While 17th and 18th-century salons originated as a social endeavor, throughout the 19th century, they became much more intellectual and political. Believe it or not, the American Revolution was a hot topic of political discussion in French salons of the late 1700s! As Europe ushered in the Romantic era, salon culture heavily explored literature, poetry, art, and music. Romanticism emphasized passionate love, appreciation of beauty, and the largeness of the natural world and humanity’s relation to it. Lieder was the perfect vehicle for these sentiments.
Unlike operas, musicians did not typically perform art songs for large audiences in concert halls– the songs, often played on the piano by the composer himself, were sung by lay people in salons. Although the two are so often grouped together today because 19th-century lieder is sung with a classical singing technique, opera and art song are pretty different. Operatic singing takes years of training and practice to execute, but lieder were meant to be sung by anybody for small audiences of friends while drinking wine and talking politics.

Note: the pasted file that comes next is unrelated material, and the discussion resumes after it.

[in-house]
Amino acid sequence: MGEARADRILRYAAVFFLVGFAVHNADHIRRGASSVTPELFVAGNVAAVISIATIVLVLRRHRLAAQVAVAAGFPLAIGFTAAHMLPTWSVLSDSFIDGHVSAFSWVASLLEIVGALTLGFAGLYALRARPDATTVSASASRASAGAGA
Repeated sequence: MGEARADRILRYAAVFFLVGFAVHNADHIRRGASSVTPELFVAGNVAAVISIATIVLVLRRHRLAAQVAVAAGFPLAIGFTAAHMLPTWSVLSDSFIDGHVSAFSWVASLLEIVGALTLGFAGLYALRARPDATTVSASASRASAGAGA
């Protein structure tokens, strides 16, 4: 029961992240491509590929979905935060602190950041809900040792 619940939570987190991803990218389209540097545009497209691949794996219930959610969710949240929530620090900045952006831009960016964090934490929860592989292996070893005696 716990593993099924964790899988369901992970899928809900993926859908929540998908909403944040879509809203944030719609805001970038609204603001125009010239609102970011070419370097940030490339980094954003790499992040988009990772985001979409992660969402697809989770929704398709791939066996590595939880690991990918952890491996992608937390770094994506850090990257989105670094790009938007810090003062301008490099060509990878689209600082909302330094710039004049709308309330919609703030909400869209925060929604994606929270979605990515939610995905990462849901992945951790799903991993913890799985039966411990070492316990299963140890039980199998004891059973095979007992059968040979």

Today, art song is used as a vehicle for building classical singing technique when the voice isn’t quite ready to execute the vocal acrobatics of opera or to fulfill university requirements for juries and recitals. While art song became increasingly virtuosic and challenging for the singer as the tradition developed in the late Romantic era and beyond, it was intended to be accessible, evocative, and fun. Yes, lieder were supposed to be fun, not something a sophomore vocal performance major halfheartedly sings for a panel of their university professors to get an A in voice for the semester.